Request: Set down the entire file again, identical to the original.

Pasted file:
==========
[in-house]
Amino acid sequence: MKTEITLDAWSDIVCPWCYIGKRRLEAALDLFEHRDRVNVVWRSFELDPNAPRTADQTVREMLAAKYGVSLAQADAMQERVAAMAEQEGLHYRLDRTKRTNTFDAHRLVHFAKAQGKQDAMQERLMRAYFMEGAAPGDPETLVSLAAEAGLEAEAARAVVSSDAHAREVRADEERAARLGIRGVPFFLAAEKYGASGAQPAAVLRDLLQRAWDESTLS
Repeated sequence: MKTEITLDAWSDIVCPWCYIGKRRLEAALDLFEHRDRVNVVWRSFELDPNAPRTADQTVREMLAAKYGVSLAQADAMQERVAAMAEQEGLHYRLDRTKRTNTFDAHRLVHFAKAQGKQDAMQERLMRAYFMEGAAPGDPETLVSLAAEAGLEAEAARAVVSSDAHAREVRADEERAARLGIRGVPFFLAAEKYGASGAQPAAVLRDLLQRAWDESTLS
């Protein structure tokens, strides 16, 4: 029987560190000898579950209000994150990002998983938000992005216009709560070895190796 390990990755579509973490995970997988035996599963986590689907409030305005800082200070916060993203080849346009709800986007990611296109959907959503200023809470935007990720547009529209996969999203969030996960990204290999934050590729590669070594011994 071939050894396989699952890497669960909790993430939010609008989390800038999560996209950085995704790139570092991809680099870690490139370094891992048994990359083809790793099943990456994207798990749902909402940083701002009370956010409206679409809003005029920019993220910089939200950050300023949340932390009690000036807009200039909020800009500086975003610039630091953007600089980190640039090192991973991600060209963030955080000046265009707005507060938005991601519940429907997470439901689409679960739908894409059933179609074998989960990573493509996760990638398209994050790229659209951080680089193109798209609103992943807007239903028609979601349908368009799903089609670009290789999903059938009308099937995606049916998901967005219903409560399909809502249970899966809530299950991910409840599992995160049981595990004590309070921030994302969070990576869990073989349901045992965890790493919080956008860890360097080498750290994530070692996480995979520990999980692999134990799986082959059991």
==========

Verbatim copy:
[in-house]
Amino acid sequence: MKTEITLDAWSDIVCPWCYIGKRRLEAALDLFEHRDRVNVVWRSFELDPNAPRTADQTVREMLAAKYGVSLAQADAMQERVAAMAEQEGLHYRLDRTKRTNTFDAHRLVHFAKAQGKQDAMQERLMRAYFMEGAAPGDPETLVSLAAEAGLEAEAARAVVSSDAHAREVRADEERAARLGIRGVPFFLAAEKYGASGAQPAAVLRDLLQRAWDESTLS
Repeated sequence: MKTEITLDAWSDIVCPWCYIGKRRLEAALDLFEHRDRVNVVWRSFELDPNAPRTADQTVREMLAAKYGVSLAQADAMQERVAAMAEQEGLHYRLDRTKRTNTFDAHRLVHFAKAQGKQDAMQERLMRAYFMEGAAPGDPETLVSLAAEAGLEAEAARAVVSSDAHAREVRADEERAARLGIRGVPFFLAAEKYGASGAQPAAVLRDLLQRAWDESTLS
């Protein structure tokens, strides 16, 4: 029987560190000898579950209000994150990002998983938000992005216009709560070895190796 390990990755579509973490995970997988035996599963986590689907409030305005800082200070916060993203080849346009709800986007990611296109959907959503200023809470935007990720547009529209996969999203969030996960990204290999934050590729590669070594011994 071939050894396989699952890497669960909790993430939010609008989390800038999560996209950085995704790139570092991809680099870690490139370094891992048994990359083809790793099943990456994207798990749902909402940083701002009370956010409206679409809003005029920019993220910089939200950050300023949340932390009690000036807009200039909020800009500086975003610039630091953007600089980190640039090192991973991600060209963030955080000046265009707005507060938005991601519940429907997470439901689409679960739908894409059933179609074998989960990573493509996760990638398209994050790229659209951080680089193109798209609103992943807007239903028609979601349908368009799903089609670009290789999903059938009308099937995606049916998901967005219903409560399909809502249970899966809530299950991910409840599992995160049981595990004590309070921030994302969070990576869990073989349901045992965890790493919080956008860890360097080498750290994530070692996480995979520990999980692999134990799986082959059991």